COMMENTARY According to a recent survey, nearly half the CEOs polled are feeling nervous about their jobs. I guess they're feeling pressured to deliver better results in a tough economy. My first reaction to that is "really?" I mean, did it really take three years for the effects of this horrendous economy to make its way to the corner office?
My second reaction is "what about the other half?" Shouldn't they all feel job jitters and anxiety just like everyone else? I know if I was a CEO with all those employees depending on me for their jobs and 401Ks I'd feel a little pressured, that's for sure. Are these people dead inside or living in a bubble?
My third reaction is "why?" Exit packages are so out of control that it sometimes seems as if CEOs are incentivized to fail. And when they do, even the worst, most incompetent of the lot land somewhere else.
Just look at Leo Apotheker. He nearly destroyed SAP, got fired, got hired at HP, was ousted 11 months later and walked away with $10 million and 154,000 restricted shares. Not a bad payday for a guy who cost shareholders $50 billion on his watch.
Wait, I get it. That's why the other half isn't insecure about their jobs. They make more money if they get fired. It's all beginning to make a twisted sort of sense.
According to a Wall Street Journal article about RHR International's CEO Survey, recent terminations of high profile CEOs like Avon's Andrea Jung, Yahoo's Carol Bartz, and Apotheker have increased CEO anxiety and "pressure to perform," says RHR CEO Tom Saporito.
Again, I've got to ask why. Jung had a nice long 12-year run. Bartz was fired after failing to turn around the hapless Internet company, being named "most overpaid" CEO by proxy voting firm Glass-Lewis for getting $47 million in 2010, and somehow managing to aggravate pretty much everyone, including chairman Roy Bostock who paid her back by terminating her over the phone. And Apotheker more or less fired himself.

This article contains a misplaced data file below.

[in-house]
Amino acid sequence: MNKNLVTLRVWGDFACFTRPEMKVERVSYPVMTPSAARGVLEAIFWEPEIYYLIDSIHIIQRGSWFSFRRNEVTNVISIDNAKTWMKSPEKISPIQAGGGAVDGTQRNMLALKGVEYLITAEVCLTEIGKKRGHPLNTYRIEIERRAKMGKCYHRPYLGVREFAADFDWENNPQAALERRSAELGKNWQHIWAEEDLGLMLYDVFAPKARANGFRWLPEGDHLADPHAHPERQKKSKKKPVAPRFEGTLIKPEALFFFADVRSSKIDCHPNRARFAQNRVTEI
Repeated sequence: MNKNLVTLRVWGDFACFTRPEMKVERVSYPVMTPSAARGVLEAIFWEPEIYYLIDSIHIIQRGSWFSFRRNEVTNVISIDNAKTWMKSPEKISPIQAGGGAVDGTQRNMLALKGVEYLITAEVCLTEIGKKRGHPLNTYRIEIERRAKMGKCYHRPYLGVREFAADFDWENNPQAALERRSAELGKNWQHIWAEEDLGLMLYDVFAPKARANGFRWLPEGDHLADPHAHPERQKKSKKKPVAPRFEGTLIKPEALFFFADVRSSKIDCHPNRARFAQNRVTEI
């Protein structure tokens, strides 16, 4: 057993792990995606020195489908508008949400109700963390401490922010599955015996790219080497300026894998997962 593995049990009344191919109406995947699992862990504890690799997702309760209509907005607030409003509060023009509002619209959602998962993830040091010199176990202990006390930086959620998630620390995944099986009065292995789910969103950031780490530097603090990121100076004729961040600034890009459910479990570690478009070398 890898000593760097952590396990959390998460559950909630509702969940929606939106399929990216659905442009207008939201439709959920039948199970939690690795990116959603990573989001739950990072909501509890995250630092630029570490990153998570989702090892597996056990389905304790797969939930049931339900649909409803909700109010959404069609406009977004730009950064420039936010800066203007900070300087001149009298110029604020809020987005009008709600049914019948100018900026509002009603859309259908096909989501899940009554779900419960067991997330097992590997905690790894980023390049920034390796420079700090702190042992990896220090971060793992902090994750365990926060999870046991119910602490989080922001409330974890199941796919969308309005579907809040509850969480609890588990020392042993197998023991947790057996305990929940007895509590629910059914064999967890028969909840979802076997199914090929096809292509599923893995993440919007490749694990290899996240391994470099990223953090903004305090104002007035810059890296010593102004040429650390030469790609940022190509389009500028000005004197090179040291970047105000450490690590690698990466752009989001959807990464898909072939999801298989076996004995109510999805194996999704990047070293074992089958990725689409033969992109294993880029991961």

What's really sad is that, apparently, nobody even wants these high-paying gigs, if you can believe that. One board director at HP called Apotheker "the best of a very unattractive group," which doesn't even begin to explain why two thirds of the board voted to hire him without ever meeting him, despite the fact that he had just been fired by SAP.
And HP's board, which legendary venture capitalist and formercalled "the worst board in the history of business," didn't even take the trouble to interview for Apotheker's replacement, opting instead to simply promote one of its own directors, Meg Whitman, to the top job even without any IT or turnaround experience. And this is HP, the world's largest technology company, not a relic of the past like Radio Shack or Eastman Kodak. Maybe that really was the best they could do. Who knows?
All Yahoo's board could come up with to replace Bartz after a four month search was the head of eBay's PayPal business, Scott Thompson. When you run a Google or Wikipedia search for the name of a high profile CEO, you usually get the guy you're looking for. In the case of Thompson, you get a Canadian comedian and actor who starred in Roboroach and other noteworthy shows.
In defense of Bostock and the rest of the board, one Yahoo VP said "He's not the game-changer, but he seems very competent." And Kara Swisher of All Things D says that everyone she spoke to called Thompson a "nice guy," in sharp contrast to the famously raucous Bartz. You know how when you have a nasty breakup you tend to look for the complete opposite characteristics in your next mate? Well, I guess boards of directors do that too.
The real crime is that CEOs who should be nervous probably aren't. Sprint's Dan Hesse, Sony's Howard Stringer, Kodak's Antonio Perez, and Research In Motion's dynamic duo, Jim Balsillie and Mike Lazaridis all seem safe and secure as they take their companies down the tubes. Sprint just announced it's canning four top executives to "streamline operations," code for cutting costs to cover Hesse's compensation and bet-the-company iPhone deal.
Don't get me wrong. I'm well known for defending the 9,000 public company and who knows how many private company CEOs that bear little resemblance to the over-the-top compensated folks we're talking about here. Besides, CEOs are people too. They've got families, friends, feelings, and all that.
And the firm that did the survey appears to be a reasonably respectable group of management psychologists and consultants just doing a little marketing. Which they have every right to do since they've got to eat and pay the bills too, right? That said, they might want to spring for some of their own medicine -- a little PR or sensitivity training, perhaps. Because, in this economic climate, nobody wants to read about a bunch.